Cold baths tend not to appeal, no matter how good they're meant to be for us. So, one might have been forgiven for approaching this BBC Philharmonic programme of stark, chilly offerings with some trepidation, particularly on a chilly autumn evening in Manchester. Yet those who made the journey were rewarded with some of the most disciplined and powerful orchestral playing heard so far this season, as well as the chance to hear Kurt Weill's unjustly neglected Violin Concerto.

This, and a recent work by the Finnish composer Kaija Saariaho were bookended by more familiar concert hall staples: Sibelius' Tapiola and Britten's Four Sea Interludes. The Sibelius was the composer's last major work, premiered in 1926, and by common consent the greatest, and certainly the weightiest, of his tone poems. Principal Guest Conductor John Storgårds presided over an immacutately prepared performance which had ample Scandinavian chill and half-light as well as a splendid sense of ensemble from the vast forces. This is a trying work for the timpanist – something that only properly registers when you see a live performance – and Paul Turner was more than equal to the demands, making his impact during the stormy mid-sections without overwhelming the rest of the orchestra. Throughout, Storgårds maintained an ideal balance between the different sections, at times raising a remote worry that the whole impression might be a little too polished for a work of such rugged majesty. But this was only a very minor quibble in what was a most convincing, if almost glossy, performance.

If only the same could be said for Notes on Light, a ten year old work for cello and orchestra which offered a version of Sibelius' freezing Scandinavian forest for the 21st century. Jakob Kullberg played the sometimes angular, sometimes swooping solo part with great competence, but I am suspicious of works that incorporate a variety of percussion effects at every turn, apparently derailing progression and suggesting that noise is being used as a substitute for ideas. Stylistically, this appeared to be another exploration of the musical perma-frost, placing solo instrument and orchestra in alternately antagonistic and collaborative relation to each other. Ultimately, it offered few surprises and left only a vaguely engaging final impression.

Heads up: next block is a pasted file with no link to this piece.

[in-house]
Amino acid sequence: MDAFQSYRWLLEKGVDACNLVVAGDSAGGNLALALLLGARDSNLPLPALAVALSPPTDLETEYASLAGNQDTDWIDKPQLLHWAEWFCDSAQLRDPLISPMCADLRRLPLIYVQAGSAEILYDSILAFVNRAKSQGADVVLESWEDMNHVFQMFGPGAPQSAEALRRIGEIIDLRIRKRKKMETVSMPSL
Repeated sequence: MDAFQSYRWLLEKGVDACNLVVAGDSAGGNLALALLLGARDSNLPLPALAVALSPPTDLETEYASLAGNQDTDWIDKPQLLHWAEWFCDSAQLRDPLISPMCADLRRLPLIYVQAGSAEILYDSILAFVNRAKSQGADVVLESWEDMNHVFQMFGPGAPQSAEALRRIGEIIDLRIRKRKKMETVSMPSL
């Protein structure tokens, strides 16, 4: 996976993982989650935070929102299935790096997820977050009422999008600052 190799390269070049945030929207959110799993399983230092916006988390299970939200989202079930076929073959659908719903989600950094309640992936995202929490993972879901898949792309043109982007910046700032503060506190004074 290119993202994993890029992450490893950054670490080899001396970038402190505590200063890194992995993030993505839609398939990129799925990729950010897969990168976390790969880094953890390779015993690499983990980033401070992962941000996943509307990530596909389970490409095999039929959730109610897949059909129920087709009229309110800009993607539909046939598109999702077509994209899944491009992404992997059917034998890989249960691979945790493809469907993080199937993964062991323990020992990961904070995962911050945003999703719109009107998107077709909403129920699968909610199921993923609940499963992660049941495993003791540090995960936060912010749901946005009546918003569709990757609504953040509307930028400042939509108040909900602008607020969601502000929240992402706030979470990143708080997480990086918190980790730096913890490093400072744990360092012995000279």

The second half of the programme was dominated by an excellent performacne of the Weill Violin Concerto. Identifiably a work of the Weimar years, it offers an insight into the composer as as young radical, before his American exile and sharp right turn to become a master of musical comedy. Storgårds featured as soloist with an orchestra pared down to wind instruments, percussion and double basses. The theme of cold that ran through the programme was present here, too, in the wintry first movement Andante and in the Nachtmusik of the second movement's Notturno, featuring an exemplary cadenza from Storgårds, whose well-prepared forces needed very little guidance. The unusual scoring also makes space for an intriguing duel between violin and xylophone in the second movement, which made for one of the evening's most arresting moments. The attention was maintained throughout in this beguiling (and too little heard) work.

Britten's Four Sea Interludes are familiar, but more usually as a concert-opener than as a closing item; but any worries that an ending might have more the feel of a beginning were soon quashed. The febrile opening moments of the Dawn interlude, with their sense of exuberance breaking out of a calm surface, were excellently judged; so, too, were the rousing Sunday Morning and Moonlight episodes which caught precisely the respective moods of anticipation and rapt wonder. The final Storm interlude provided a visceral conclusion to a well-planned and thought-provoking programme.